I stand with Israel. I will bear the pain of its wrongs and fight to minimize them as I enjoy the triumphs of the good that it does and work to maximize them, because on the balance I know the scales tip heavily toward the good.

All I ask in return is that anyone who buys into Hamas propaganda, who stands with terrorists, similarly bears the moral responsibility for their actions, goals, and atrocities.

 

Rabbi Menachem Creditor is Done Apologizing for Israel

I’m Done Apologizing for Israel”
Rabbi Menachem Creditor

The Huffington Post
21 July 2o14

Rabbit Menachem Creditor and I are at variances about a lot of political issues, but he and I stand together on this one. I, too, am done apologizing for Israel. I too, am done trying to apologetically explain Jewish morality, or for my Jewish existence, and for all the same reasons.

I ask the enraged critics of Israel’s defensive responses to Hamas: Would you have us not respond to this monstrosity? Do you think it’s not worth losing the PR battle to retain our humanity and save as many lives as possible? What country would stand by when thousands of terrorist missiles assault its citizens? I, a Jew, have lost 20 of my sons in the last three days, because I will not lose my humanity and stage a careless ground war in Gaza that would cause mass casualties.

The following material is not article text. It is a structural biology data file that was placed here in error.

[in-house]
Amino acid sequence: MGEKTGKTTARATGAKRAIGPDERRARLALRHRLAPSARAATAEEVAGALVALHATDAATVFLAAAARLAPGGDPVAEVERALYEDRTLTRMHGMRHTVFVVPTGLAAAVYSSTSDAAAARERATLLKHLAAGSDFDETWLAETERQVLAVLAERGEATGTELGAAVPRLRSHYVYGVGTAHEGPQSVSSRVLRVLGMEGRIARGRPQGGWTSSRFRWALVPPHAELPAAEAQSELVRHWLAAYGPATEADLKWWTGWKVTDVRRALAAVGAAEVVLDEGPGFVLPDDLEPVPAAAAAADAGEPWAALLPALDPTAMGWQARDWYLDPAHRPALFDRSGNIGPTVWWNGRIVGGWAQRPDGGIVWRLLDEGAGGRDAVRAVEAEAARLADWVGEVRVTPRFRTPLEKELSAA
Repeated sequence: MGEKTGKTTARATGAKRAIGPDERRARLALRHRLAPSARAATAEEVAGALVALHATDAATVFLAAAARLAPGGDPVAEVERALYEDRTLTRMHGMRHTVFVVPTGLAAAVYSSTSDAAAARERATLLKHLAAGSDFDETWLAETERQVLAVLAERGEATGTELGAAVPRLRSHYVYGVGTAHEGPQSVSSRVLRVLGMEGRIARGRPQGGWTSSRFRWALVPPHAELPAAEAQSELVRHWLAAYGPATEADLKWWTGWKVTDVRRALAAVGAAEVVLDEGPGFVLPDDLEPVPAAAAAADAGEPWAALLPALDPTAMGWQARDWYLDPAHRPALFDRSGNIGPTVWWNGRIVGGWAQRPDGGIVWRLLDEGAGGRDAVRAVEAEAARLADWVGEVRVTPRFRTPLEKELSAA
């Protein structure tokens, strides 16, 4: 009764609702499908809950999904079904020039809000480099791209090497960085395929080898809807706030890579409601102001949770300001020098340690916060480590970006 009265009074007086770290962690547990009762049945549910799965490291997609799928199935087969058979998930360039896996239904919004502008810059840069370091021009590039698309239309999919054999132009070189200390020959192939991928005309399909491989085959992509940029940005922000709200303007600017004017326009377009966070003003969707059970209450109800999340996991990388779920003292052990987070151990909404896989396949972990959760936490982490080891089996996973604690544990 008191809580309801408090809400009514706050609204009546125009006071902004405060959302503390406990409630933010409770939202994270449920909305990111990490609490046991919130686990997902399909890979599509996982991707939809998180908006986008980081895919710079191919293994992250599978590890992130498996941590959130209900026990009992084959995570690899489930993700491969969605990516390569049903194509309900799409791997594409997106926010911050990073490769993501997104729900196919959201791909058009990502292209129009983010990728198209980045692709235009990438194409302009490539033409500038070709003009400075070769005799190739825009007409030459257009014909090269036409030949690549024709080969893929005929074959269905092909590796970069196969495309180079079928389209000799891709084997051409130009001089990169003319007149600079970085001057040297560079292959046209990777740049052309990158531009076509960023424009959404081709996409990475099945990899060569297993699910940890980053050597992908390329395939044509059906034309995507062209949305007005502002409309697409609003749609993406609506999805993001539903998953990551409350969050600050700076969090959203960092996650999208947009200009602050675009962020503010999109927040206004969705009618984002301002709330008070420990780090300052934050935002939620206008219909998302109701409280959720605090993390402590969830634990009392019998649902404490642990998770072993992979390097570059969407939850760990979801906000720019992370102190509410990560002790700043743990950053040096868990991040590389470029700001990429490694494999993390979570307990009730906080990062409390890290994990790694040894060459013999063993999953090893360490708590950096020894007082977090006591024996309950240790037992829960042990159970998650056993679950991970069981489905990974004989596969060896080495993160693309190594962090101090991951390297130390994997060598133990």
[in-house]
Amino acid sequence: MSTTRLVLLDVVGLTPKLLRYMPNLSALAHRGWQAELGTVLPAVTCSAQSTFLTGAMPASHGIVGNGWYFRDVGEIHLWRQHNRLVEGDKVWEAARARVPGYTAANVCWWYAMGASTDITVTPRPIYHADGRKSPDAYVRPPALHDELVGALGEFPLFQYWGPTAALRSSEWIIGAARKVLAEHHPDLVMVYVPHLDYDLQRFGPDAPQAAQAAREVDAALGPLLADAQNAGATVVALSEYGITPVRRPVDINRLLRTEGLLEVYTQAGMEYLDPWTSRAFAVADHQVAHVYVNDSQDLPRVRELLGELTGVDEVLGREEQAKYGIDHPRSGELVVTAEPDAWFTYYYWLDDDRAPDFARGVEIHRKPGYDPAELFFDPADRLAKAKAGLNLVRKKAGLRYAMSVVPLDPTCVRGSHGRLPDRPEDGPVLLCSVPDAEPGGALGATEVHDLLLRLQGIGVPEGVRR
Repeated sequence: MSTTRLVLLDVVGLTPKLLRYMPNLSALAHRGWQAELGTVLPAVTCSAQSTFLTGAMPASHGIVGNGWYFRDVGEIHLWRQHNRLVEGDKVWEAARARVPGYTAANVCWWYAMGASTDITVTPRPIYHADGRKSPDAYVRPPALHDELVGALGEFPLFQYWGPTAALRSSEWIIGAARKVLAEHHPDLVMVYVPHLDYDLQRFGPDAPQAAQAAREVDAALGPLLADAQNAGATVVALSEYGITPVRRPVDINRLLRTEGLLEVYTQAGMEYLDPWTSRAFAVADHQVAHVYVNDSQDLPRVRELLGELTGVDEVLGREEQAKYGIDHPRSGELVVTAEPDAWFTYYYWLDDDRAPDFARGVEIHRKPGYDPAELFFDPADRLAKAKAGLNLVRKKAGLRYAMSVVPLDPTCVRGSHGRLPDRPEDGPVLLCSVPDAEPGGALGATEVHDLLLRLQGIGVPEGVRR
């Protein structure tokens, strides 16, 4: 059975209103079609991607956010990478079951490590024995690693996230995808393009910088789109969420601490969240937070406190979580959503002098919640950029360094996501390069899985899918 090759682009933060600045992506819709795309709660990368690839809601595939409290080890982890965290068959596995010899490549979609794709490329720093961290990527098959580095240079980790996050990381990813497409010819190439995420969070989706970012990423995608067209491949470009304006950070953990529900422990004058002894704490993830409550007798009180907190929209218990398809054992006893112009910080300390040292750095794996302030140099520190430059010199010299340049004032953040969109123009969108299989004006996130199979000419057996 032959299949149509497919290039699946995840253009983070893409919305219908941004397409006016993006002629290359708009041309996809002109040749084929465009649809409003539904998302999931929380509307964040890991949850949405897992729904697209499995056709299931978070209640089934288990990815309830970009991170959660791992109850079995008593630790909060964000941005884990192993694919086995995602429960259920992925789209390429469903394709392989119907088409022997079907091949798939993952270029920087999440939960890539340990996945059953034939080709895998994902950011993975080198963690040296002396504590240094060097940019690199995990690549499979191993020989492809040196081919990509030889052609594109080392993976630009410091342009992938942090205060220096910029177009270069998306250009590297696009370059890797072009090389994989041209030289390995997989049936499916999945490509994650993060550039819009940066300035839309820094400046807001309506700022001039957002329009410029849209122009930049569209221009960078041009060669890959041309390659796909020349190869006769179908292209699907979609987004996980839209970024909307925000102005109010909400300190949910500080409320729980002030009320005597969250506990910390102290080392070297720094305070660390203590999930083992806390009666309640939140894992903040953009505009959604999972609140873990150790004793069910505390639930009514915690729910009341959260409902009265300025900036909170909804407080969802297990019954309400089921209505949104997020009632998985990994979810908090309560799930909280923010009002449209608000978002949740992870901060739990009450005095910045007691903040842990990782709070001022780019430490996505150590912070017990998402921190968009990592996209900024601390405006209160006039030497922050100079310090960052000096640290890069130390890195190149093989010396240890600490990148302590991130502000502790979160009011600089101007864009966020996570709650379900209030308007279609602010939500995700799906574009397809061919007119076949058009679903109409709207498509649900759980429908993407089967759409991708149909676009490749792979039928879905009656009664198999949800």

Please read his post.

Day by Day

For me, the hardest part of loving Hashem is the challenge I face every day in overcoming my baseless insecurity and learning to love my fellow man – even when my fellow man is at his worst. Maybe it is coffee. Maybe it is age. Either way, I have shown a disappointing lack of love and understanding of late, and I will put up with it from myself no longer.